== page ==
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Moderate recovery set to continue in 2022, as energy prices and substantial uncertainty put growth at risk

Date

07 Feb 2022

Sections

Trade & Society

Brussels, 04 February 2022 – In the third quarter of 2021 EU apparent steel consumption increased for the fourth consecutive time in a row (+14.3%), albeit easing with 36 million tonnes compared to 40 million tonnes in the second quarter. Recovery is expected to continue but at a moderate rate and subject to considerable uncertainty, including the ongoing energy crisis, until at least mid-2022.

“The positive trend in steel-using industries and in steel demand observed since the end of 2020 continues, but the outlook is becoming gloomier”, said Axel Eggert, Director General of the European Steel Association (EUROFER). “Ongoing supply chain disruptions, skyrocketing energy and carbon prices as well as persisting inflation are putting the recovery of the steel sector at risk. Combined with the current EU climate and energy policies, these are the ingredients of a dangerous cocktail that may drive Europe into a structural crisis and industry out of Europe”, he warned.

Steel consumption, after a rebound (+13.8%) in 2021, is set to grow much more moderately in 2022 and 2023 (+3.2% and +1.7% respectively). Global supply chain issues and soaring energy prices are projected to seriously impact demand from steel-using sectors – automotive in particular - at least until the second quarter of 2022.

EU steel market overview

In line with steel demand, over the third quarter of 2021, also domestic deliveries in the EU continued their positive trend but at slower pace (+6.6%) than the exceptional growth in volumes recorded in the second quarter (+40%). This follows a two-year decline (-9,6% in 2020 and -4,2% in 2019).

By contrast, EU steel imports continued their dramatic surge, recording +47.7% in the third quarter after +45% in the second. Although reflecting the comparison with the exceptionally low figures (-17,1%) of 2020 due to the pandemic, import penetration proves to be considerably high.

EU steel-using sectors

The major pressures on the global supply chain experienced since July 2021, and especially those affecting the automotive sector, have impacted steel-using sectors’ output over the third quarter: growth marked a modest +3.2%. This follows a strong rebound that peaked in the second quarter of 2021 (+29.2%) and that allowed to recover the losses from the pandemic.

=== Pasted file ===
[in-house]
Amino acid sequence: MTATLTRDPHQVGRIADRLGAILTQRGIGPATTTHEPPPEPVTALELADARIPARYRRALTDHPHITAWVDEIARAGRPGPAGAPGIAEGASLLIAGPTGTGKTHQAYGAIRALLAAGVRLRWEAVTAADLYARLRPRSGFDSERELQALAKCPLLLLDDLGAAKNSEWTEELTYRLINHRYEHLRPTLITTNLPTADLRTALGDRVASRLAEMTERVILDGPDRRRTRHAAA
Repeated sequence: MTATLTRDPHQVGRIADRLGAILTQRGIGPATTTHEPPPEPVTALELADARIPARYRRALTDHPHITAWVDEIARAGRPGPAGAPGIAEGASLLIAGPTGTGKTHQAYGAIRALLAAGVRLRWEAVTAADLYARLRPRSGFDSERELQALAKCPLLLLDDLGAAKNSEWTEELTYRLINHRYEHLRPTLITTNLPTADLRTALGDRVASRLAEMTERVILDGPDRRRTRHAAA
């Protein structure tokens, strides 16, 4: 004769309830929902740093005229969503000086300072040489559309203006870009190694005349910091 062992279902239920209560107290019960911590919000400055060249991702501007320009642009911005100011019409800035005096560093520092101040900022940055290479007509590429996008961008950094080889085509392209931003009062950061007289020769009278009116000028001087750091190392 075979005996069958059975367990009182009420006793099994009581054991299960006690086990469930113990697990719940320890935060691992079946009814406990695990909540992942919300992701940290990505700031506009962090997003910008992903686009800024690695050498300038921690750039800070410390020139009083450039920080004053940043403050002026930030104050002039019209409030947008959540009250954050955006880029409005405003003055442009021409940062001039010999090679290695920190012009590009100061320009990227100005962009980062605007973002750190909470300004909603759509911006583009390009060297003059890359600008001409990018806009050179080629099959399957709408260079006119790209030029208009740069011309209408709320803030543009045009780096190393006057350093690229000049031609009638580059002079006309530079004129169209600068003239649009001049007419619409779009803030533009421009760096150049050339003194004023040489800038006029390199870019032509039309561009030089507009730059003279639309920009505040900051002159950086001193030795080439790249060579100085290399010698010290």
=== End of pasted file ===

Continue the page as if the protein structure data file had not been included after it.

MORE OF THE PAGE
The current situation jeopardises the recovery and casts substantial uncertainty on the overall steel-using industries’ outlook, at least until the first half of 2022.

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Notes for editors

Contact

Lucia Sali, Spokesman and Head of Communications,

+32 2 738 79 35, (l.sali@eurofer.eu)

About the European Steel Association (EUROFER)

EUROFER AISBL is located in Brussels and was founded in 1976. It represents the entirety of steel production in the European Union. EUROFER members are steel companies and national steel federations throughout the EU. The major steel companies and national steel federations in the United Kingdom and Turkey are associate members.

The European Steel Association is recorded in the EU transparency register: 93038071152-83.

About the European steel industry

The European steel industry is a world leader in innovation and environmental sustainability. It has a turnover of around €170 billion and directly employs 330,000 highly-skilled people, producing on average 160 million tonnes of steel per year. More than 500 steel production sites across 22 EU Member States provide direct and indirect employment to millions more European citizens. Closely integrated with Europe’s manufacturing and construction industries, steel is the backbone for development, growth and employment in Europe.

Steel is the most versatile industrial material in the world. The thousands of different grades and types of steel developed by the industry make the modern world possible. Steel is 100% recyclable and therefore is a fundamental part of the circular economy. As a basic engineering material, steel is also an essential factor in the development and deployment of innovative, CO2-mitigating technologies, improving resource efficiency and fostering sustainable development in Europe.

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